Natural gas cash prices rallied along with futures through the first three sessions of the week on supply concerns and remarkably strong cooling demand by mid-May standards.
The result: NGI’s Weekly Spot Gas National Avg. for the May 16-20 period jumped 80.5 cents to $7.920.
Supported by weather-driven demand and steady calls for U.S. exports, the June Nymex futures contract climbed through much of the week. It settled at $8.083/MMBtu on Friday, down 22.5 cents on the day but up 5.5% from the previous week’s close.
Conditions were ripe for a weekly advance in natural gas prices.
Production hovered around 94 Bcf much of the past week, according to Bloomberg’s estimates. Output remained well below the 97 Bcf peak of the past winter, amplifying concerns about adequate storage supplies.
Wood Mackenzie analyst Laura Munder said recent output declines were concentrated in areas where maintenance work was active. She noted drops at the start of the week in the Northeast (down about 500 MMcf/d), North Louisiana (down about 380 MMcf/d) and the Rockies (down about 275 MMcf/d).
At the same time, strong power generation in May, driven by extreme heat in the southern United States, bolstered the demand side of the equation.
“Production needs to ramp up to meet demand, but that just doesn’t seem to be happening,” Samco Capital Markets’ Jacob Thompson, managing director, told NGI. “So price pressure could remain strong.”
Forecasters anticipated cooler air in the North but still steady weather-driven demand elsewhere in the week ahead. Lofty temperatures were predicted to fester in the Southwest, in particular, while a brief heat wave in the East was forecast to deliver highs in the upper 80s to the mid-90s to start the week on Sunday.
AccuWeather said the sweltering eastern conditions could affect close to 100 million people. “In some locations, record highs that have stood for more than 100 years could be broken,” the firm said.
Futures Post Weekly Advance
U.S. exports of liquefied natural gas (LNG) proved strong during the week, hanging above 12 Bcf and fueling futures. That marked a roughly 1 Bcf increase from earlier in the month.
Maintenance work at export facilities has hindered volumes in recent weeks. But such work is unwinding and export levels are widely expected to ramp back up to record levels around 14 Bcf this summer to meet elevated demand from Europe.
Russian deliveries of natural gas to Europe are projected to decline notably this year as countries across the continent endeavor to trim their reliance on Kremlin-backed supplies. Europe is working to cut ties with Russia in protest of the war in Ukraine, and it is calling for U.S. LNG to help fill the void.
Both U.S. exporters and government officials, in turn, profess commitment to elevate activity in support of Europe.
“The United States is committed to working with Europe…to meet your energy needs, while also breaking dependence on Russian energy,” U.S. Treasury Secretary Janet Yellen said in a recent speech. “This includes working with other partners to increase export volumes of LNG to Europe” even if it “blunts some of our immediate climate goals.”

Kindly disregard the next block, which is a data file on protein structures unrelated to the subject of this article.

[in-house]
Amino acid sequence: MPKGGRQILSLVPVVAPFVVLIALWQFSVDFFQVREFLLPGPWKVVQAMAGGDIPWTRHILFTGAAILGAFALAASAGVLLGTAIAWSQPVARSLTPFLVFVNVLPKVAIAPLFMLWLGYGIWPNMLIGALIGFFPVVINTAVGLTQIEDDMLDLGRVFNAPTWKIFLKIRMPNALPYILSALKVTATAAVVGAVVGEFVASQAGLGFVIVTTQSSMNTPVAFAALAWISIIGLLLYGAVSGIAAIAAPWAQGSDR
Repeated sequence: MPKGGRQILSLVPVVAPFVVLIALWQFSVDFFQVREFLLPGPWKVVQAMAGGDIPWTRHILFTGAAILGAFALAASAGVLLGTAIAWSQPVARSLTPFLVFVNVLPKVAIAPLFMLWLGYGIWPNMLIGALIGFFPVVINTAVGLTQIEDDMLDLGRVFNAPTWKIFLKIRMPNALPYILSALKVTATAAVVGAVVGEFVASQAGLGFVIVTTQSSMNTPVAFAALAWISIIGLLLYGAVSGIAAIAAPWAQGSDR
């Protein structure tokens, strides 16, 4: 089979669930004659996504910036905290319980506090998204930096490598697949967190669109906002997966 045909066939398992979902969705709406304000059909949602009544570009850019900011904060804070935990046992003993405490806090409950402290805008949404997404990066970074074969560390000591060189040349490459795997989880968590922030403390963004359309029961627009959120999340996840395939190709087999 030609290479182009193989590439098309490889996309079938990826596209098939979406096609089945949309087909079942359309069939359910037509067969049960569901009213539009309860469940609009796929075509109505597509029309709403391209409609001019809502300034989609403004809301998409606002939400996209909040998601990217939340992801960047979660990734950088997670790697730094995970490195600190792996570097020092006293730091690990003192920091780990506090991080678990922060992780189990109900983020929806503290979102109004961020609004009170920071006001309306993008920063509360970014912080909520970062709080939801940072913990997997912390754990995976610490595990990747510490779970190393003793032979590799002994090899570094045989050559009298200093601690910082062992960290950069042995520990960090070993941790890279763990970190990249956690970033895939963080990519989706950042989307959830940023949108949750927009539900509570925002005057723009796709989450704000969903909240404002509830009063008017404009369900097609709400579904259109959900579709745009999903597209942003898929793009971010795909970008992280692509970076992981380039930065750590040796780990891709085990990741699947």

The export activity in concert with domestic cooling demand and still-modest production bolsters bullish market sentiment, said Bespoke Weather Services.
“We still suspect we will see new highs in prices over the next few weeks, with the only way to avoid this being if production can make, and sustain, some significant gains from current levels,” Bespoke said.
Absent output gains, the firm added, U.S. storage supplies could remain under pressure through the summer.
Utilities injected 89 Bcf of gas into storage for the week ended May 13, the U.S. Energy Information Administration (EIA) reported Thursday. The result was in line with expectations and the five-year average, but it left inventories lean for this time of year.
The latest increase lifted stocks to 1,732 Bcf. At that level, however, storage levels were well below the year-earlier total of 2,090 Bcf and the five-year average of 2,042 Bcf.
Friday Cash Prices Mixed
NatGasWeather said near-term weather patterns supported natural gas demand in the physical markets, but prices had climbed too high, too fast early in the week to sustain. Spot prices had surged 80 cents Monday through Wednesday, and the national average gave back some of those gains over the final two sessions of the week.
NGI’s Spot Gas National Avg. fell 13.5 cents on Friday for weekend through Monday delivery to $7.805.
Still, temperatures in Texas and surrounding states were hot Friday and expected to remain so through the weekend, with highs of 90s to lower 100s for “strong early season cooling demand,” NatGasWeather said. What’s more, the expected weekend expansion of that heat to the East Coast fueled demand in major population centers, from New York City to Philadelphia.
Moving into the week ahead, however, milder conditions in northern markets may provide some offset, NatGasWeather added.
“Upstream over the Mountain West and Midwest, a cooler than normal weather system is sweeping through with showers and cool highs of 40s to 70s,” the forecaster said. It also noted that the eastern heat is projected to taper substantially early in the coming trading week.
Farther out, though, heat is expected to dominate southern and eastern swaths of the Lower 48 late in May and at the start of June, with highs ranging from the upper 80s to the 100s, NatGasWeather said.
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